It's always fun to try a do it yourself project at least once -- yesterday's homemade raw and whole milk yogurt for Edible Publications Eat Drink Local Week falls under the category of "if at first you don't succeed try try again".A delicious tasting product, after 11 hours at 100 degrees in my convection oven, however, it still had a watery consistency closer to milk than yogurt.
Here's what I think went wrong:
First, I raised the temperature of the raw milk to 118 degrees so as not to destroy the live enzymes (typically 185 degrees for pasturized milk), then transferred the hot milk to a glass canning jar. (Next time, even if using raw milk, I think I'll heat it to 185 degrees which is customary.)
Once the temperature dropped to 100 degrees, I immediately stirred in live yogurt cultures from a container of Fage 0% Greek yogurt. (Next time, I will research alternative live cultures as some suggest Fage is not the best source of live cultures for yogurt making -- read more on 101Cookbooks.com).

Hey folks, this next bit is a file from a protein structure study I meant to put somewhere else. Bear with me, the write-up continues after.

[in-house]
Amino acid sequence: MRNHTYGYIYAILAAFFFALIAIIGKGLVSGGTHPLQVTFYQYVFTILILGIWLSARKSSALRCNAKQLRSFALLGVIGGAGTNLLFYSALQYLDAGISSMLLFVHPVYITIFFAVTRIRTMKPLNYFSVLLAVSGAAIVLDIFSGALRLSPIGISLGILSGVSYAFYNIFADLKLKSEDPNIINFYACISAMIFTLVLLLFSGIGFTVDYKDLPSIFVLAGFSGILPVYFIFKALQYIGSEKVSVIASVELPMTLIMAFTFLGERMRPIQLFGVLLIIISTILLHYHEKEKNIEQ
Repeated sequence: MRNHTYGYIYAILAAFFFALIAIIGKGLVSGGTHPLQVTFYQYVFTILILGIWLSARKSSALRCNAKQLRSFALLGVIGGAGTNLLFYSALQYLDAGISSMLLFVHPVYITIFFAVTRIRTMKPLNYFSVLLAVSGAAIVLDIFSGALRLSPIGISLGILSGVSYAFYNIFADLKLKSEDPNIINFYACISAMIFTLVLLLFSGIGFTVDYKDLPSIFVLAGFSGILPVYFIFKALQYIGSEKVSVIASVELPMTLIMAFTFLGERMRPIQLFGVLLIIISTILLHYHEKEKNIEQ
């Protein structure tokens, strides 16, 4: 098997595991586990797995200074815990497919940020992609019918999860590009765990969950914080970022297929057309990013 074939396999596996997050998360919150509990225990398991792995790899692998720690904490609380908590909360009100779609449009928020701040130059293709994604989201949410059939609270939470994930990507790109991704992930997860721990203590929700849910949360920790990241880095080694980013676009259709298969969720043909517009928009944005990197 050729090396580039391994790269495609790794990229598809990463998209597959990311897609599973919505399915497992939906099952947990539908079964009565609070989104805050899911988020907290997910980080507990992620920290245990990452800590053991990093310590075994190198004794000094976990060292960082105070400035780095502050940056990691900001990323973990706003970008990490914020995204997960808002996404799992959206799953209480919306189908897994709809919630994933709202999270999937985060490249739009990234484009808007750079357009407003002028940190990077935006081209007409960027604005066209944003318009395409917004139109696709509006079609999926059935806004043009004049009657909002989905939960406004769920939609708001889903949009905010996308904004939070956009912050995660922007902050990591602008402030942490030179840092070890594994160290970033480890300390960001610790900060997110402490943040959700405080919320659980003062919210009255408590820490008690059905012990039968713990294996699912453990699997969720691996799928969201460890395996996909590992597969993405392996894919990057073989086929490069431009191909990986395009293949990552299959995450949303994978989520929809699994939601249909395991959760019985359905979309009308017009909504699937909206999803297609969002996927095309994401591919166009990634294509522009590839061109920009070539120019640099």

And moved the jar to my convection oven. At 100 degrees for 4 hours (that's the maximum amount of hours on the Viking microwave and convection oven before it shuts itself off), I had just enough time to take my nephew to the movies. (Next time, I'll follow the advice of Michael Psilakis, chef/owner of Kefi on the upper west side, who keeps his yogurt warm at 105-110 degrees.)
After 4 hours, I had a taste. Tangy. Yogurty. Thin. Then, I let the yogurt ferment another 4 hours, and tasted it again. Then another 3 hours in the convection oven to ferment (by now it was midnight and time for bed). (Next time, I'll weigh my options -- either use a dehydrator or conventional oven at the higher temperature using Psilakis' method or invest in a cheap and cheerful yogurt maker).
In the refrigerator it went. I hoping to get some strawberries at the farmstand (I have struck out twice this week) and make some yogurt pops with my Zoku Quick Pop Maker tomorrow when I get to Southampton.